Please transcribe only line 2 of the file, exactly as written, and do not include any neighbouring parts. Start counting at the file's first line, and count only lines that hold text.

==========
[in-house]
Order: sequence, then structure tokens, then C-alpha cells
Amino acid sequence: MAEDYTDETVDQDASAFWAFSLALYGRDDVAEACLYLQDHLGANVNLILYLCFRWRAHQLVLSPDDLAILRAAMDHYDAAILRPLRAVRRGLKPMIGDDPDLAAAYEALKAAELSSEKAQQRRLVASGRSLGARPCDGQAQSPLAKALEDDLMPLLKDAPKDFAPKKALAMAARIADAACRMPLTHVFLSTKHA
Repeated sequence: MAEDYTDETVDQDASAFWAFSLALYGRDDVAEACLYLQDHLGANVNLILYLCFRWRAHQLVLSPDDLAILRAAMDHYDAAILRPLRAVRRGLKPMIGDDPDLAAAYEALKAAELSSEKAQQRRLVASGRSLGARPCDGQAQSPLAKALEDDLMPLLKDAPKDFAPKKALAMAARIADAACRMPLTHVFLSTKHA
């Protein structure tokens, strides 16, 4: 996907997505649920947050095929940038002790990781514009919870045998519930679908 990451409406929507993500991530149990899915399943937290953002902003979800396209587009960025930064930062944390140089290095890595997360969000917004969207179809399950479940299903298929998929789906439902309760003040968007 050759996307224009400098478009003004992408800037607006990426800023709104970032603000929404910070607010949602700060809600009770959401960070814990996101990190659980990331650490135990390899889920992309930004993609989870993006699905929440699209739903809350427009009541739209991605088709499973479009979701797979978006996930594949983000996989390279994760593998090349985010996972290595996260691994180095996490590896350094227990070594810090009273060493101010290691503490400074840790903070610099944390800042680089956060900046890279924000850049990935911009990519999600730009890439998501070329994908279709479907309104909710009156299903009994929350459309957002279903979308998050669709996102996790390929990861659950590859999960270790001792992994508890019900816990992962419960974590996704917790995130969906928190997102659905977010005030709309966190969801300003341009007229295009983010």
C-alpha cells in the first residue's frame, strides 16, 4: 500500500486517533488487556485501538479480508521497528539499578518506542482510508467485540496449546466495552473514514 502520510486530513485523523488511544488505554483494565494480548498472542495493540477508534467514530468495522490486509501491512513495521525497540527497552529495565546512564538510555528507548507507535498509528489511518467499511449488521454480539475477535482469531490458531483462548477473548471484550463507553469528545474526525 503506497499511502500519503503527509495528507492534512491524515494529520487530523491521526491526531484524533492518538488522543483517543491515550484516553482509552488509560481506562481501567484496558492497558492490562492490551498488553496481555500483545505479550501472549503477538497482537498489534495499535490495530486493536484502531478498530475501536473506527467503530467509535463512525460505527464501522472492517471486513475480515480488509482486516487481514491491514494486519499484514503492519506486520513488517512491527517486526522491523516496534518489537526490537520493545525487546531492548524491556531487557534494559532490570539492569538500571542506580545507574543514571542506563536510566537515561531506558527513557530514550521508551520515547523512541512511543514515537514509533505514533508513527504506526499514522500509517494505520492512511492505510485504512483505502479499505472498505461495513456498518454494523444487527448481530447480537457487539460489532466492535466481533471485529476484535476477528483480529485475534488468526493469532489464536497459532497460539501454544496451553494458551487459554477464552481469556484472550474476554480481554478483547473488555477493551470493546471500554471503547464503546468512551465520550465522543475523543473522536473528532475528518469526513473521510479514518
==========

Order: sequence, then structure tokens, then C-alpha cells